Upset He Got Caught, Ali Alexander Denies Video of Him Encouraging ‘Rebellion’

Overlooking the U.S. Capitol on Jan. 6, Ali Alexander said, "I don’t disavow this. I do not denounce this." (Screenshot/Twitter)

Trump loyalists were storming up the U.S. Capitol steps, fighting with police, when the far-right leader of the Stop the Steal campaign, Ali Alexander, left the Capitol steps for the terrace of One America News Network’s building on Constitution Ave. Overlooking the Capitol, Alexander pointed to the Trump loyalists streaming across the Capitol grounds, past barricades and overrunning police, before turning to the camera. 

“This is we the people,” he said. “Now, I want to say something. I don’t disavow this. I do not denounce this.” 

“This is completely peaceful, looks like, so far,” Alexander added, though he had seen the violence up close. “And there are a couple of agitators that I obviously don’t endorse.”

In conclusion, he told his followers, “ is going to be the home of the rebellion against an illegitimate government.”

This Right Wing Watch reporter captured that video, which was posted on the Stop the Steal Twitter account by Alexander’s associate Michael Coudrey at 4:26 p.m. on Jan. 6, 2021.

Now, a year later, Alexander is claiming that the video is “basically a deep fake,” telling OAN’s John Himes on Dec. 13 that “Twitter trolls” targeted him, causing him to lose everything and setting up the House select committee investigating the attack on the Capitol to come after him.

In the “exclusive” OAN segment, Alexander was introduced as an organizer claiming to be targeted by the Jan. 6 committee “simply because he’s a conservative.”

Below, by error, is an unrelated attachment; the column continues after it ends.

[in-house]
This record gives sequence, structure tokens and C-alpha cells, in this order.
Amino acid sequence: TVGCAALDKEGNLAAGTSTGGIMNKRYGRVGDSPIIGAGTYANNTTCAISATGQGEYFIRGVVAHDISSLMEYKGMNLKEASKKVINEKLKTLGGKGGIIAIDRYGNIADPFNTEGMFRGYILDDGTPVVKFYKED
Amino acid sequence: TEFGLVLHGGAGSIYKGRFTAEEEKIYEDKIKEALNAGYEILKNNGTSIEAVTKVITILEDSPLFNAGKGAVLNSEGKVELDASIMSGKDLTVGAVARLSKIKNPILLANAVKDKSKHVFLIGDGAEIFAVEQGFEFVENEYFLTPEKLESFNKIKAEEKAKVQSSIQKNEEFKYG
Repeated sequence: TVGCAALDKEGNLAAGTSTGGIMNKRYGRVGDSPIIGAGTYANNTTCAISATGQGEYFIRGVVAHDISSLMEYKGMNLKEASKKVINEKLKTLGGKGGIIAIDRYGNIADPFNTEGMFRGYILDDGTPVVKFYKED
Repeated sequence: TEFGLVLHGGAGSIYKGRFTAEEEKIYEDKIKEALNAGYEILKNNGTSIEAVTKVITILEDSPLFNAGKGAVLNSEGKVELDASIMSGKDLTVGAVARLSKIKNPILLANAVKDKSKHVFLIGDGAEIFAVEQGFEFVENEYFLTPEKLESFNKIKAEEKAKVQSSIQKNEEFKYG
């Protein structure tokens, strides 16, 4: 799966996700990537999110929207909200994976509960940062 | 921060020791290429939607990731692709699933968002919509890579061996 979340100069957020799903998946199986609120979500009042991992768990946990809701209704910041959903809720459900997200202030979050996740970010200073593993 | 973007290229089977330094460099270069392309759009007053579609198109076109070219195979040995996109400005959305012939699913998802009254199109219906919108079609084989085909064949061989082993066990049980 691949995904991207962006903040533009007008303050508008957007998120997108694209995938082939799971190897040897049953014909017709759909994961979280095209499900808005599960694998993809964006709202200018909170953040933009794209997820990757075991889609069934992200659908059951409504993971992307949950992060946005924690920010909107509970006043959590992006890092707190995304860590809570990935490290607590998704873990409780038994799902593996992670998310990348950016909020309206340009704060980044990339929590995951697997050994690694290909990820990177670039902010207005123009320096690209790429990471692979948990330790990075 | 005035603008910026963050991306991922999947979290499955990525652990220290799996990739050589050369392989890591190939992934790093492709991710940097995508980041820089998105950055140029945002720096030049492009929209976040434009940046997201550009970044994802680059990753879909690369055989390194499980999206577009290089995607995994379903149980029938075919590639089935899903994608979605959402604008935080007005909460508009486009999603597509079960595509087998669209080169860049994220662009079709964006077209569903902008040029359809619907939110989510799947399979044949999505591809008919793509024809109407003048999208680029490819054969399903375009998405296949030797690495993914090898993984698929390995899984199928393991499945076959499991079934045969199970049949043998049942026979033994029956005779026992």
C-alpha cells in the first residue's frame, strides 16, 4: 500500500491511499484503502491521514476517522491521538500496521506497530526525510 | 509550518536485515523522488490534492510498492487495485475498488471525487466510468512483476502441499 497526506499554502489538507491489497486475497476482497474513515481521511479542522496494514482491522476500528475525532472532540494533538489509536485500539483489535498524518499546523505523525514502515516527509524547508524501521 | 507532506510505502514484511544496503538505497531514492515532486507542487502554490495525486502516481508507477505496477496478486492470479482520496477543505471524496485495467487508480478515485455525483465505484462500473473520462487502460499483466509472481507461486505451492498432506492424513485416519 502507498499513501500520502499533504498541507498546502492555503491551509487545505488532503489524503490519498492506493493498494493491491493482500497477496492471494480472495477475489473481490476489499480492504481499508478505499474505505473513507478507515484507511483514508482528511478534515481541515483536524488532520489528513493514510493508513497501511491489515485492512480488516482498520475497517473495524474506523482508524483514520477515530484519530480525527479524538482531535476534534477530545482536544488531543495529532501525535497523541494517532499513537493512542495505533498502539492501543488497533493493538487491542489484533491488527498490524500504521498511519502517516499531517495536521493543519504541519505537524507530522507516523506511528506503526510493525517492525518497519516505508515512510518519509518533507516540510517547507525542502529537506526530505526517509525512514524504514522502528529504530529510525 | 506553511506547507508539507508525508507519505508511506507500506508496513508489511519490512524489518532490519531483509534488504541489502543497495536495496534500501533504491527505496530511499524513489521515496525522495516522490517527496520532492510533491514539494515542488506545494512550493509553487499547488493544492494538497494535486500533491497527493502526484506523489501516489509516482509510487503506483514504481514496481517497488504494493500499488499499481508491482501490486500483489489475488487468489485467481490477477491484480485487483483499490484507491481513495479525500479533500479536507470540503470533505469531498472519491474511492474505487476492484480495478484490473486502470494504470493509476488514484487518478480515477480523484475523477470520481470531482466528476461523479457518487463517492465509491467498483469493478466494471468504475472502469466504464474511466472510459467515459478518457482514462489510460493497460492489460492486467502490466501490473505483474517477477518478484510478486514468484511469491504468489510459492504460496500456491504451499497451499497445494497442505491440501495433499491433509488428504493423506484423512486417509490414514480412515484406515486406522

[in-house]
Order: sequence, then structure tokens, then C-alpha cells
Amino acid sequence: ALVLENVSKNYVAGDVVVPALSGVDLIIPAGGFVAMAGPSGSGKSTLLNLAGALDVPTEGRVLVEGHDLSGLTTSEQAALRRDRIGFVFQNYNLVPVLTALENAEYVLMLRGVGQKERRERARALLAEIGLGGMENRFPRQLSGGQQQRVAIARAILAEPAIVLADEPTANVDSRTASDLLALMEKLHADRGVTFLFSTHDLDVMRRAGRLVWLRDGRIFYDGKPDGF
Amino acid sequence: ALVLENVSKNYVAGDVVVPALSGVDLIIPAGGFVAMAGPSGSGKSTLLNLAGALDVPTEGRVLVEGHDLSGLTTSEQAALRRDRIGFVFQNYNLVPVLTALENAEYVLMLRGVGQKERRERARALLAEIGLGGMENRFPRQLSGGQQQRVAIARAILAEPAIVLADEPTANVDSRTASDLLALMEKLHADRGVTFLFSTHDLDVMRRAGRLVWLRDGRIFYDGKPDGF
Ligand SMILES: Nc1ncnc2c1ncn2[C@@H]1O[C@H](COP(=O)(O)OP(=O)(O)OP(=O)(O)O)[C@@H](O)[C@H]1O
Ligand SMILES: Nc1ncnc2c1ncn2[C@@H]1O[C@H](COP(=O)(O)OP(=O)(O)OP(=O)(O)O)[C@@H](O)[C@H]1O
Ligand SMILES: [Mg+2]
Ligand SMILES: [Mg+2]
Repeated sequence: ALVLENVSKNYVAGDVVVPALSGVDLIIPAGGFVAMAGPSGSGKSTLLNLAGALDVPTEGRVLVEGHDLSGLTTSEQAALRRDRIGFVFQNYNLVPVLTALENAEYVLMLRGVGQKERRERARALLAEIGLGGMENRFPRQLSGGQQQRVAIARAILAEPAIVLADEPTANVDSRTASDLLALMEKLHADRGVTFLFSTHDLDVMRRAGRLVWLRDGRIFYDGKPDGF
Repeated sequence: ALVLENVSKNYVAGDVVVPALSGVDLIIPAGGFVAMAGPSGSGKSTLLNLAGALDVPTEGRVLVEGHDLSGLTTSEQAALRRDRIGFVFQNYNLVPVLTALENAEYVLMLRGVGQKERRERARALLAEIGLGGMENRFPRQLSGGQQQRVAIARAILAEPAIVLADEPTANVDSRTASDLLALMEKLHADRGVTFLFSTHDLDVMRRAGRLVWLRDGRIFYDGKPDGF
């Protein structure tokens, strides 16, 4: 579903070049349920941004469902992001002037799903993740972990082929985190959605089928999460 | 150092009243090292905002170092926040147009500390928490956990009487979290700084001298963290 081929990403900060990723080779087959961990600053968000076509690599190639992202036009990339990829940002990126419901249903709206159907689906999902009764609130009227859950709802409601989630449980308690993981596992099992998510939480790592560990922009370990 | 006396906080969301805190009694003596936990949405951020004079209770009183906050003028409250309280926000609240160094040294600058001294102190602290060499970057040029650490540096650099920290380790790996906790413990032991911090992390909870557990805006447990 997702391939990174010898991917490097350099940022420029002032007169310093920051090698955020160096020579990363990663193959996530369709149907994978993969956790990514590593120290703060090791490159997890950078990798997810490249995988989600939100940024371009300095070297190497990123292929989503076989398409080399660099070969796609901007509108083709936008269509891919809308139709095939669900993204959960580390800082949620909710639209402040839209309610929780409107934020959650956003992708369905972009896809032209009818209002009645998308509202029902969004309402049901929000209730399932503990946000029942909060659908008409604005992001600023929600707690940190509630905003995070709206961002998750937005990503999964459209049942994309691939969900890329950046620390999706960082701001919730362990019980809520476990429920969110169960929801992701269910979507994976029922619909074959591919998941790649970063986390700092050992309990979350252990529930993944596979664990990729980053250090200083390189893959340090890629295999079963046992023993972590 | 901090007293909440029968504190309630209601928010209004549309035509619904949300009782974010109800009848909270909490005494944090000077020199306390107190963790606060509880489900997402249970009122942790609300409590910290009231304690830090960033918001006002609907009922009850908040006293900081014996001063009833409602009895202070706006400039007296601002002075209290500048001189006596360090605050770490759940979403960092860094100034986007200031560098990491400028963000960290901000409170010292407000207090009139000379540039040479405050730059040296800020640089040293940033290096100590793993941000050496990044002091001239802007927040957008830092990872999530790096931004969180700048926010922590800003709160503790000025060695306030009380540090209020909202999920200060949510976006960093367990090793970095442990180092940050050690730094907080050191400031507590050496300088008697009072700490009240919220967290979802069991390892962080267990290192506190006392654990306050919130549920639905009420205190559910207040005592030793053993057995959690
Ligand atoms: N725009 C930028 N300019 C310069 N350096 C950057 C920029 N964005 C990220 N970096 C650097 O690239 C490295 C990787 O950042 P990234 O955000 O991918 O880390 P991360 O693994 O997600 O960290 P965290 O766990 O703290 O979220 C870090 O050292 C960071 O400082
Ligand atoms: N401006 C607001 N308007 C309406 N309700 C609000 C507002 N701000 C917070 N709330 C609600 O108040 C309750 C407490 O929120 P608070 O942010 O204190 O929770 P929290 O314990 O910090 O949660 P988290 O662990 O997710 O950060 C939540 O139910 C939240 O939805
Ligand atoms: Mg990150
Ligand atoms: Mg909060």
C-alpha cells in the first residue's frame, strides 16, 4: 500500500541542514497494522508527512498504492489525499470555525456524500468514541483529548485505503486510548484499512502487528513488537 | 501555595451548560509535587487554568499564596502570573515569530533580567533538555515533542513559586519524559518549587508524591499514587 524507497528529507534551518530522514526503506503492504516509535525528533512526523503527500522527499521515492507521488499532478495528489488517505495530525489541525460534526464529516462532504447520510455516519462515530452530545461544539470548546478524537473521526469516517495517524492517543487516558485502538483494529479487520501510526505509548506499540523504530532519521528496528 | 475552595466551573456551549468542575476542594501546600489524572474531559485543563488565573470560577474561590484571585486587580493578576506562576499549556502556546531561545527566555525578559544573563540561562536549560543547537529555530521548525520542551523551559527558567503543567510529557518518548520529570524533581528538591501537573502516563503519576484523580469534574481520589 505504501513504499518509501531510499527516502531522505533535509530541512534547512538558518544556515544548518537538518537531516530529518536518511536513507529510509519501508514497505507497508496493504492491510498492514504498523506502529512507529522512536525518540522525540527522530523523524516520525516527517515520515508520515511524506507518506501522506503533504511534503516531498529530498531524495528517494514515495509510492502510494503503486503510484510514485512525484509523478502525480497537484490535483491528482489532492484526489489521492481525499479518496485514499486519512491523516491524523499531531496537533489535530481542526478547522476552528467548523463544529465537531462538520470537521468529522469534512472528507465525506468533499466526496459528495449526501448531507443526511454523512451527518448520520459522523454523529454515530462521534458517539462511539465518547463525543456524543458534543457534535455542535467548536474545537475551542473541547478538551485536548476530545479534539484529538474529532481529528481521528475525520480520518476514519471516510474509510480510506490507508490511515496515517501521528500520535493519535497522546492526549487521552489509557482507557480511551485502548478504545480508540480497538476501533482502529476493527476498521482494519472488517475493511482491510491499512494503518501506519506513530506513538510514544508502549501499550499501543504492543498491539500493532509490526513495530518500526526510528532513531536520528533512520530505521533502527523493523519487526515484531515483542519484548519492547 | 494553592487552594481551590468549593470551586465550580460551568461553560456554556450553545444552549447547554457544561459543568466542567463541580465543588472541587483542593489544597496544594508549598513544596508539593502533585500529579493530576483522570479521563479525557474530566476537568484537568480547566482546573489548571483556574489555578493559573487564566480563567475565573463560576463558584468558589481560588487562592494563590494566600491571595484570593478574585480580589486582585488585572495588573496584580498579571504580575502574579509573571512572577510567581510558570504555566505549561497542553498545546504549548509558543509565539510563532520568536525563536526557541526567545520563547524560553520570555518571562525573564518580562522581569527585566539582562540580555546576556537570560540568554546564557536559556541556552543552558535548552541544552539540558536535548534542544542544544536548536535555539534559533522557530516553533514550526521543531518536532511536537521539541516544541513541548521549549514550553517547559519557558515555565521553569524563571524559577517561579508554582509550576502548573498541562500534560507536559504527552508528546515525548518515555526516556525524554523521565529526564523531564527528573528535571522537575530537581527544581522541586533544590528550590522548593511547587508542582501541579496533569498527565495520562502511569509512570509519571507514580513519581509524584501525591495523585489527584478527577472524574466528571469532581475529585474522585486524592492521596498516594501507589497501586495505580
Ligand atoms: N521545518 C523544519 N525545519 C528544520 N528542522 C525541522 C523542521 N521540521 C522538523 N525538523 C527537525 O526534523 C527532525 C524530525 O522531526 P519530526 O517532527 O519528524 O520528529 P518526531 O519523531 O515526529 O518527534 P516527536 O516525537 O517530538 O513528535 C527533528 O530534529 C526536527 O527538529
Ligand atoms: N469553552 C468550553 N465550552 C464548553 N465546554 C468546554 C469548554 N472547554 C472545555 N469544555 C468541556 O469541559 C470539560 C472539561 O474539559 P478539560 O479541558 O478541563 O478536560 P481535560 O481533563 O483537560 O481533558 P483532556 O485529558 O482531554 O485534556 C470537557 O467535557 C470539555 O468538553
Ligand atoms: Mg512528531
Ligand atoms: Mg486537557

“And what I said is I disavow and denounce the violence and the agitators who were inside. I refuse to denounce the peaceful protesters that were outside,” Alexander insisted. “What they did is they chopped out the part that said I do not denounce this, and they clipped up that video and said Ali does not denounce the violence.”

“And now, I’m being investigated by the select committee that says, ‘You refused to denounce this, you supported the violence, look where you said 1776 here.’ And now, I’m, I’m basically on trial for supporting America’s founding!” Alexander protested. 

Presumably, Alexander or Coudrey has a copy of the original video they posted that day and could prove such claims by simply releasing it. The fact that they haven’t done so is telling. 

Alexander may be frustrated by his own choice of words on OANN’s terrace on Jan. 6 because he got caught—“rebellion,” after all, isn’t peaceful—but that doesn’t make them any less true. 

And Alexander’s message on Jan. 6 is entirely in keeping with what he had been saying in the days and months leading up to the insurrection. 

Alexander launched the so-called Stop the Steal campaign just days after the 2020 presidential election as then-President Donald Trump began to slip in the vote counts; both he and Jack Posobiec had floated the idea of rebooting the campaign earlier in the fall as reality began to set in among right-wing activists that Trump could well lose the presidency.